It should be mentioned, however, that, according to the testimony of missionaries and African travelers, Mohammedanism has inflamed the simple minded African tribes with the impure fire of fanaticism and given them greater power of resistance to Christianity. Sir William Muir, a very competent judge, thinks that Mohammedanism by the poisoning influence of polygamy and slavery, and by crushing all freedom of judgment in religion has interposed the most effectual barrier against the reception of Christianity. “No system,” he says, “could have been devised with more consummate skill for shutting out the nations over which it has sway, from the light of truth. Idolatrous Arabs might have been aroused to spiritual life and to the adoption of the faith of Jesus; Mahometan Arabia is, to the human eye, sealed against the benign influences of the gospel .... The sword of Mahomet and the Coran are the most fatal enemies of civilization, liberty, and truth.”140140    Life of Mahomet, IV. 321, 322.

This is no doubt true of the past. But we have not yet seen the end of this historical problem. It is not impossible that Islâm may yet prove to be a necessary condition for the revival of a pure Scriptural religion in the East. Protestant missionaries from England and America enjoy greater liberty under the Mohammedan rule than they would under a Greek or Russian government. The Mohammedan abhorrence of idolatry and image worship, Mohammedan simplicity and temperance are points of contact with the evangelical type of Christianity, which from the extreme West has established flourishing missions in the most important parts of Turkey. The Greek Church can do little or nothing with the Mohammedans; if they are to be converted it must be done by a Christianity which is free from all appearance of idolatry, more simple in worship, and more vigorous in life than that which they have so easily conquered and learned to despise. It is an encouraging fact that Mohammedans have, great respect for the Anglo-Saxon race. They now swear by the word of an Englishman as much as by the beard of Mohammed.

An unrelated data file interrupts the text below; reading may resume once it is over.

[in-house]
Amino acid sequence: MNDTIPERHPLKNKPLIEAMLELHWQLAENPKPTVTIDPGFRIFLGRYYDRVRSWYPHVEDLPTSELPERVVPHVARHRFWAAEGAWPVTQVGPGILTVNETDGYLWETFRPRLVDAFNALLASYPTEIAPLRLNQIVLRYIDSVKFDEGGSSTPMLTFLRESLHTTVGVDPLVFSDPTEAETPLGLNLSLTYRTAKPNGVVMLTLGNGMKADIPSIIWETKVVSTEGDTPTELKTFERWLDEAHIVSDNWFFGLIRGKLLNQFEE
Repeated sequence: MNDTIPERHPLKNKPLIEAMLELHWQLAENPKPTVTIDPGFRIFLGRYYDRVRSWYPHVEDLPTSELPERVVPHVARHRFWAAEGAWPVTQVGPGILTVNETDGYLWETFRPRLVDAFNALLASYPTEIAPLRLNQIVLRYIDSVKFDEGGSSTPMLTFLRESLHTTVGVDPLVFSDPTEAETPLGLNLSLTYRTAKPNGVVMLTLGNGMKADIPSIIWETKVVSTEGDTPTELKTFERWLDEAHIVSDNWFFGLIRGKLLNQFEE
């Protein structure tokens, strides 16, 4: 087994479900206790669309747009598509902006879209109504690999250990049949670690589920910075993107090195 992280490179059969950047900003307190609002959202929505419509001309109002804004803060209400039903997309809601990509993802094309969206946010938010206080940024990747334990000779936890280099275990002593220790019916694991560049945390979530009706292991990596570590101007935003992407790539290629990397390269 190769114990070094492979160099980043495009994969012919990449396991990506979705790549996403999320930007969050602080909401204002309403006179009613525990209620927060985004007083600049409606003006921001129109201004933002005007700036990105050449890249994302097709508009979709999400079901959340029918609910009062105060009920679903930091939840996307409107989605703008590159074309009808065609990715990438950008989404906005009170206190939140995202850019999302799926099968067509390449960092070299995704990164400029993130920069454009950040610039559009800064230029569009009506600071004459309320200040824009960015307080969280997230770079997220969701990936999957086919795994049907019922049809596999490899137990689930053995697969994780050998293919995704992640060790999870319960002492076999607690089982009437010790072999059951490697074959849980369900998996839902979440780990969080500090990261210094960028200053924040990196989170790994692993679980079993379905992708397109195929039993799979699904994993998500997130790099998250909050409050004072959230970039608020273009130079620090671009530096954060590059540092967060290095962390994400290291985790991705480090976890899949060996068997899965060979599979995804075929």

Islâm is still a great religious power in the East. It rules supreme in Syria, Palestine, Asia Minor, Egypt, North Africa, and makes progress among the savage tribes in the interior of the Dark Continent. It is by no means simply, as Schlegel characterized the system, “a prophet without miracles, a faith without mysteries, and a morality without love.” It has tenacity, aggressive vitality and intense enthusiasm. Every traveller in the Orient must be struck with the power of its simple monotheism upon its followers. A visit to the Moslem University in the Mosque El Azhar at Cairo is very instructive. It dates from the tenth century (975), and numbers (or numbered in 1877, when I visited it) no less than ten thousand students who come from all parts of the Mohammedan world and present the appearance of a huge Sunday School, seated in small groups on the floor, studying the Koran as the beginning and end of all wisdom, and then at the stated hours for prayer rising to perform their devotions under the lead of their teachers. They live in primitive simplicity, studying, eating and sleeping on a blanket or straw mat in the same mosque, but the expression of their faces betrays the fanatical devotion to their creed. They support themselves, or are aided by the alms of the faithful. The teachers (over three hundred) receive no salary and live by private instruction or presents from rich scholars.

Nevertheless the power of Islâm, like its symbol, the moon, is disappearing before the sun of Christianity which is rising once more over the Eastern horizon. Nearly one-third of its followers are under Christian (mostly English) rule. It is essentially a politico-religious system, and Turkey is its stronghold. The Sultan has long been a “sick man,” and owes his life to the forbearance and jealousy of the Christian powers. Sooner or later he will be driven out of Europe, to Brusa or Mecca. The colossal empire of Russia is the hereditary enemy of Turkey, and would have destroyed her in the wars of 1854 and 1877, if Catholic France and Protestant England had not come to her aid. In the meantime the silent influences of European civilization and Christian missions are undermining the foundations of Turkey, and preparing the way for a religious, moral and social regeneration and transformation of the East. “God’s mills grind slowly, but surely and wonderfully fine.” A thousand years before Him are as one day, and one day may do the work of a thousand years.